Black turtle? But I thought we were talking beans!

We are!  Black beans!  And lots of them!

What a great day it is when you stroll out to your garden and discover your black beans are producing at the rate of rabbits!  Forget your first batch acted like turtles and moped around at a snail’s pace.  Forget your disappointment when you learned the hard way to thoroughly dry a bean before you go tossing it into the pot (hint: don’t shell them, immediately seal them in an airtight plastic container, shelve them in a dark spot in your pantry and expect to eat them – trust me, it only leads to heartache). 

Why, forget the past.  It’s a new day and a new harvest!  So get your fingers peeling and your salsa shaking ’cause it’s time to dance!  Really, black beans are an awesome bean to grow.  Granted, they’re not the first that comes to mind when planting a garden in Central Florida, but I ask, why not?  We have the perfect climate.  I mean, when you think of black beans, you think of Cuba, right?  Puerto Rico, Miami, South America…all warm and sunny exotic locales, just like my home here in rural Central Florida.  As a big fan of latin cuisine myself, I thought back to my first rule of gardening:  what do I want to grow?  What do I want to eat, is the real question!  And me, I love black beans!black bean and blossom

In learning to grow these beauties, I learned a few interesting things.  First and foremost, when you endure the labor to deliver these babes, make sure you know what to do – and what not to do – once you get them home.  Peel them, admire them, place them in a comfortable container, but don’t go and seal it all safe and secure.  Not unless you want to come home one day, carried away with dreams of how you’ll prepare your first batch of homegrown black beans, only to discover they’re covered in mold!  Or fungus.  Not properly schooled in the differences between these two horrific intruders, I couldn’t tell you which smothered the life out of my beans, but one of them did.  And it was devastating.  Explain that to your six-year-old when he learns of your debacle.  And it’s the only bean he’ll eat.  Yep.  Pulled my hair out on that one.

So take it from me – let them air out a while.  Like a fine bottle of red wine, let them breathe.  Place them on a plate, an open bowl, maybe in a paper bag, but whatever you do, don’t seal off their air supply because when first peeled, these beans are moist and apparently stay moist for quite some time.  How long, I couldn’t tell you.  Not yet, anyway.  This new batch is only my second, so I’m guarding them with my life.  Though…the fact they are my second batch is good news, indeed.  Better, when you learn the plants which produced these gems, grew from beans I was able to salvage from my initial harvest.  A step toward sustainability – achieved!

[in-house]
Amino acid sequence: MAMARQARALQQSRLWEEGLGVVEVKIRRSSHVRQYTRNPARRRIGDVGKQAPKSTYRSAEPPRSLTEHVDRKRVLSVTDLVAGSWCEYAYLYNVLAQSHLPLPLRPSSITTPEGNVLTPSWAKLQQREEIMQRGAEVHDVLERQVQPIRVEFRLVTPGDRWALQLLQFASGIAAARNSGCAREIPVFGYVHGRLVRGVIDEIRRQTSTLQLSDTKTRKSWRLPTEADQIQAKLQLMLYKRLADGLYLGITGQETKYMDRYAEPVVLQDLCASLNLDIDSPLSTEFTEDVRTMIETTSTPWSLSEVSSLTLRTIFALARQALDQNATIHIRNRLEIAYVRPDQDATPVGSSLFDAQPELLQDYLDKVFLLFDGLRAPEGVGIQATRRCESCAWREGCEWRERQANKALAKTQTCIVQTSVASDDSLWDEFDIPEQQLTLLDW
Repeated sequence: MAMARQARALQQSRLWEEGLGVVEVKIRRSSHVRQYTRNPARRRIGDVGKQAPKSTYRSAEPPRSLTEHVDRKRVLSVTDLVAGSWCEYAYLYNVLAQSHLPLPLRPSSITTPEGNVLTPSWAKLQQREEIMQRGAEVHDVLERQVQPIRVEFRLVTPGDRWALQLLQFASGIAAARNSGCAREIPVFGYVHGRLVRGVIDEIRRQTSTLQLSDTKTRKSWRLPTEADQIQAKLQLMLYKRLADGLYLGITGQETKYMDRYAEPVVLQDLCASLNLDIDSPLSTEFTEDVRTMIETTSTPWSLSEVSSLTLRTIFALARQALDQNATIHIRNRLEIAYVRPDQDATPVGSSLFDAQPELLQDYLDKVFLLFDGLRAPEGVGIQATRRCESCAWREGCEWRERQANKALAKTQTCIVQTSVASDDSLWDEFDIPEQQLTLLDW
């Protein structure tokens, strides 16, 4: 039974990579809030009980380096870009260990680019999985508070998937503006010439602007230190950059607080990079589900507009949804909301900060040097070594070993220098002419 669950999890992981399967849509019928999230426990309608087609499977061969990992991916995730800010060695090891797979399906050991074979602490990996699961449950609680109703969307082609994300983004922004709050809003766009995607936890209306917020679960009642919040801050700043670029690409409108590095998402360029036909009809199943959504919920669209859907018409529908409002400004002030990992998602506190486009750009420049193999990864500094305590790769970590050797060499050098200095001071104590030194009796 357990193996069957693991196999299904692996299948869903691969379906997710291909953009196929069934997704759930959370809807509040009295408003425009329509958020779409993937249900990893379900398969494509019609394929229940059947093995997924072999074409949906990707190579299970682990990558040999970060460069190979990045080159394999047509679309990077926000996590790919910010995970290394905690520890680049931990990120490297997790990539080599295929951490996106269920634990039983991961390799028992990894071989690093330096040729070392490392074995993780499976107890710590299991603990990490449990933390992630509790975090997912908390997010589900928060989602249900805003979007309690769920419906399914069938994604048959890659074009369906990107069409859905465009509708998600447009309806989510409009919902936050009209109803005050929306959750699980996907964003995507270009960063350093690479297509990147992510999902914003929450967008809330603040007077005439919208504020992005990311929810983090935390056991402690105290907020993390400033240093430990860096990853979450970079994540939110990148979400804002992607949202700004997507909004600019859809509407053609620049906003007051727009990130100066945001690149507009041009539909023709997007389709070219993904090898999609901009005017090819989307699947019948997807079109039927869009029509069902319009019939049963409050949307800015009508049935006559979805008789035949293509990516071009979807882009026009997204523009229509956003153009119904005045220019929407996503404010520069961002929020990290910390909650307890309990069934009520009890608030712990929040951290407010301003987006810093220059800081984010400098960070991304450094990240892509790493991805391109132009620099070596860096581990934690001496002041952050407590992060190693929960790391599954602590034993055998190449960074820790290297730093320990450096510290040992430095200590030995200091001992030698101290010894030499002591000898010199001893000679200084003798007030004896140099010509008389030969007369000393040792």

And it’s not a difficult process, at all.  If you can grow a pole bean, you can grow black beans.  (Sorry Arctic Amigos, but you’ll have to barter with your friends south of the border – these pups are sensitive to frost)  You’ll note the pods look fairly similar, with long slender bodies, rounded in all the right places, but unlike pole beans, it’s easy to know when to pick them.  They change color.   Handy, isn’t it?  First, they take on a nice lavender shade, an early sign you can pluck away, but if you miss this stage, don’t fret, you can still harvest them, only they’ll be a bit on the dry side when you open them.  And who cares?  These beans are meant to be dried.  So what if they take the initiative and begin the process on the vine?

blk beans ready

Word to the wise:  don’t eat them as you pick them.  I know you’re excited about your first harvest – they’re black beans, for goodness sake!  But another fascinating fact I learned along the way was that these beans contain – get ready – contain lectin phytohaemagglutinin.   It’s a toxic compound found in beans, most concentrated in the kidney bean.  When eaten raw, soaked for an insufficient amount of time, or even cooked for long hours on too low a heat setting, it can cause some bad things to happen to your body.   When I researched black beans, the same warning popped up for them, which alarmed me, because I’m that gal in the garden, poppin the produce in my mouth BEFORE it makes it to the kitchen sink.  Remember – my veggies are grown without the assistance of dangerous pesticides so I’m not real worried about ingesting nasty chemicals and the like (who knew the bean itself could be the problem?!).  So take heed, stay on the safe side while crouched in your bean rows — make sure you soak, soak, boil, boil and then eat.   And enjoy! 

Check out my recipe pages for serving suggestions.